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In information theory, an entropy coding (or entropy encoding) is a lossless data compression scheme that is independent of the specific characteristics of the medium.

One of the main types of entropy coding creates and assigns a unique prefix-free code to each unique symbol that occurs in the input. [1] These entropy encoders then compress data by replacing each fixed-length input symbol with the corresponding variable-length prefix-free output codeword. The length of each codeword is approximately proportional to the negative logarithm of the probability of occurrence of that codeword. Therefore, the most common symbols use the shortest codes.[2]

According to Shannon's source coding theorem, the optimal code length for a symbol is , where is the number of symbols used to make output codes and is the probability of the input symbol.

Two of the most common entropy coding techniques are Huffman coding and arithmetic coding.[3] If the approximate entropy characteristics of a data stream are known in advance (especially for signal compression), a simpler static code may be useful. These static codes include universal codes (such as Elias gamma coding or Fibonacci coding) and Golomb codes (such as unary coding or Rice coding).

Since 2014, data compressors have started using the Asymmetric Numeral Systems family of entropy coding techniques, which allows combination of the compression ratio of arithmetic coding with a processing cost similar to Huffman coding.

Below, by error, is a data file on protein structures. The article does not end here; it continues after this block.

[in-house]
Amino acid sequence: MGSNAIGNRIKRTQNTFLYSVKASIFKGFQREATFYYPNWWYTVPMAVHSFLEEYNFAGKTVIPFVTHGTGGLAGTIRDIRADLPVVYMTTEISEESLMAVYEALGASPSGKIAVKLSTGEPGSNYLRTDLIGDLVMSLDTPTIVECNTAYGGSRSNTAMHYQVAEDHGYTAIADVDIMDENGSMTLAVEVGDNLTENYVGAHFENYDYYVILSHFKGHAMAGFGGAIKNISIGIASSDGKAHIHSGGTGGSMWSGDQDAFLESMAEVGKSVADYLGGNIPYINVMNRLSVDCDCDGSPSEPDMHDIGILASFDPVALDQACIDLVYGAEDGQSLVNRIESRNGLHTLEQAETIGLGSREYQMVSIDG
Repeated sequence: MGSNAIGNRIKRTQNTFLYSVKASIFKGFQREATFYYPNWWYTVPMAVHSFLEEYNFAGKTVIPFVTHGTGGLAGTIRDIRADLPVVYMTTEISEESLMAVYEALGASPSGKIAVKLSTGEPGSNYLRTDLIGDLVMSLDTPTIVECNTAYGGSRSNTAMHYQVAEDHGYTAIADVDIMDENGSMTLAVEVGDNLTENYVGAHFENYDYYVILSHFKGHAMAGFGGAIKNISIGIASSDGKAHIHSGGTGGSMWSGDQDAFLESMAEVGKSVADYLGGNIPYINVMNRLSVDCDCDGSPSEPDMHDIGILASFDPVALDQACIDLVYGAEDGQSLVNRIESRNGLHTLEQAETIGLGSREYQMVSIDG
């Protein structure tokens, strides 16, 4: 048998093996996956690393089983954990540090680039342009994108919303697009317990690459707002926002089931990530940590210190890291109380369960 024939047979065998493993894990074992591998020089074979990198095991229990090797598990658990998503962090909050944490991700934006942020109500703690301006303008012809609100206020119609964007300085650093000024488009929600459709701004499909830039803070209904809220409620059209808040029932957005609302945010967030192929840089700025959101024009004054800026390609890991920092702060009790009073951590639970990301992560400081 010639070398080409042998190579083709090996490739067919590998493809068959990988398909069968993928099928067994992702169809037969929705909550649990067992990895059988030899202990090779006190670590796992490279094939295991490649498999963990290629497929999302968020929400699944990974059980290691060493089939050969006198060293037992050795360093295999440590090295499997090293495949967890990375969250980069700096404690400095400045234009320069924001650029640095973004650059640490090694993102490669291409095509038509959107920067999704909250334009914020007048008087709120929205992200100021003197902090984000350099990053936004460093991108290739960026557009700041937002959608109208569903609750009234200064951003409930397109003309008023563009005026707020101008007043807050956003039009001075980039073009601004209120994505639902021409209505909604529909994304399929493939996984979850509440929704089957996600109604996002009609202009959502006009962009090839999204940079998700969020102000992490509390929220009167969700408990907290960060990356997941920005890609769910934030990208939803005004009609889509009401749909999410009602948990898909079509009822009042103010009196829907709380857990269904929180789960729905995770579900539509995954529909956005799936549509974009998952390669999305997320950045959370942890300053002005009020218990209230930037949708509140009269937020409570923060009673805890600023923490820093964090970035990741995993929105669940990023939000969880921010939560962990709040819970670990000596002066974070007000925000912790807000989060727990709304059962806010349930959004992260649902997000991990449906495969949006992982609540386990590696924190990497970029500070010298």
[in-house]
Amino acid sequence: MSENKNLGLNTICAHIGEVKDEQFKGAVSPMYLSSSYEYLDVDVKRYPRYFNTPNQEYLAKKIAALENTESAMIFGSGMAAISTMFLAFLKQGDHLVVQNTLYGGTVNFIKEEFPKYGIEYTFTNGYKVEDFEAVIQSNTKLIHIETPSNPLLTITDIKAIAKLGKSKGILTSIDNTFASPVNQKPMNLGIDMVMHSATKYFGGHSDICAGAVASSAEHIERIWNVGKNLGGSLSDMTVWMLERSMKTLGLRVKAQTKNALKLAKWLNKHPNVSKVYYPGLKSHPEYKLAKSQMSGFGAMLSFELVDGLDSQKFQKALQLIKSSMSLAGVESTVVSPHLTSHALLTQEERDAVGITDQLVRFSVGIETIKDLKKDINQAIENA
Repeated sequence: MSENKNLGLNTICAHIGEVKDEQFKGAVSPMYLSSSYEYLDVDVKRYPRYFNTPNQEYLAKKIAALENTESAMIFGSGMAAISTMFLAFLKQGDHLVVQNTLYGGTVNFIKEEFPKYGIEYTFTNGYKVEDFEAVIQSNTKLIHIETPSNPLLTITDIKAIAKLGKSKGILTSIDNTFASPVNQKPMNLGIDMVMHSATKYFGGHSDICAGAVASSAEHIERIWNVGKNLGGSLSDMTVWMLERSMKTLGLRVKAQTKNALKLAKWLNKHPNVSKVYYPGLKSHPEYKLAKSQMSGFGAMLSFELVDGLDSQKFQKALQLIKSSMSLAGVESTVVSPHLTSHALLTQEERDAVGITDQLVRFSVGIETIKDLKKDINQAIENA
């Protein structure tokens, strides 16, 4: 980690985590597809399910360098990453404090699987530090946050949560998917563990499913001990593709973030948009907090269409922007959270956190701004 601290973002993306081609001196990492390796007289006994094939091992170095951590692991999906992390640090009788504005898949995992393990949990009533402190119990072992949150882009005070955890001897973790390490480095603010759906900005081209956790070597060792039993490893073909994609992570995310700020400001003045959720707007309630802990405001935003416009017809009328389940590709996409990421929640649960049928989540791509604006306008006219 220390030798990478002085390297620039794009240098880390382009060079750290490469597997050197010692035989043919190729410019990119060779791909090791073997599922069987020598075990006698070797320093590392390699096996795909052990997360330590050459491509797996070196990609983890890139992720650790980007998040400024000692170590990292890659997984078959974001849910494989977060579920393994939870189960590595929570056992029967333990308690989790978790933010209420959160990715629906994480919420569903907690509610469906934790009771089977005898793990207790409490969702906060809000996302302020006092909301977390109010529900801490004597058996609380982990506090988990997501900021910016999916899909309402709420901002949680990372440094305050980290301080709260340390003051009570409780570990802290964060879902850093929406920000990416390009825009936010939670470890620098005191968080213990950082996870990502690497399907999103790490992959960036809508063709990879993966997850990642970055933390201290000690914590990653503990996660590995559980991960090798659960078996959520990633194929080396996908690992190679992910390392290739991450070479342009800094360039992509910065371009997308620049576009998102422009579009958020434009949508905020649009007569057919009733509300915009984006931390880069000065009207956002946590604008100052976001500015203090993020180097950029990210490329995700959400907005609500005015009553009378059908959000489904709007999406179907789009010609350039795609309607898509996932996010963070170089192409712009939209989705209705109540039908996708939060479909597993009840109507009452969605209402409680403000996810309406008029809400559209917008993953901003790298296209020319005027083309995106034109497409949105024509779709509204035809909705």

Entropy as a measure of similarity

Besides using entropy coding as a way to compress digital data, an entropy encoder can also be used to measure the amount of similarity between streams of data and already existing classes of data. This is done by generating an entropy coder/compressor for each class of data; unknown data is then classified by feeding the uncompressed data to each compressor and seeing which compressor yields the highest compression. The coder with the best compression is probably the coder trained on the data that was most similar to the unknown data.

See also


  1. ^ "Education - Entropy Encoding". Retrieved 2020-10-13.
  2. ^ "What is Entropy Coding | IGI Global". Retrieved 2020-10-13.
  3. ^ Huffman, David (1952). "A Method for the Construction of Minimum-Redundancy Codes". Proceedings of the IRE. Institute of Electrical and Electronics Engineers (IEEE). 40 (9): 1098–1101. doi:10.1109/jrproc.1952.273898. ISSN 0096-8390.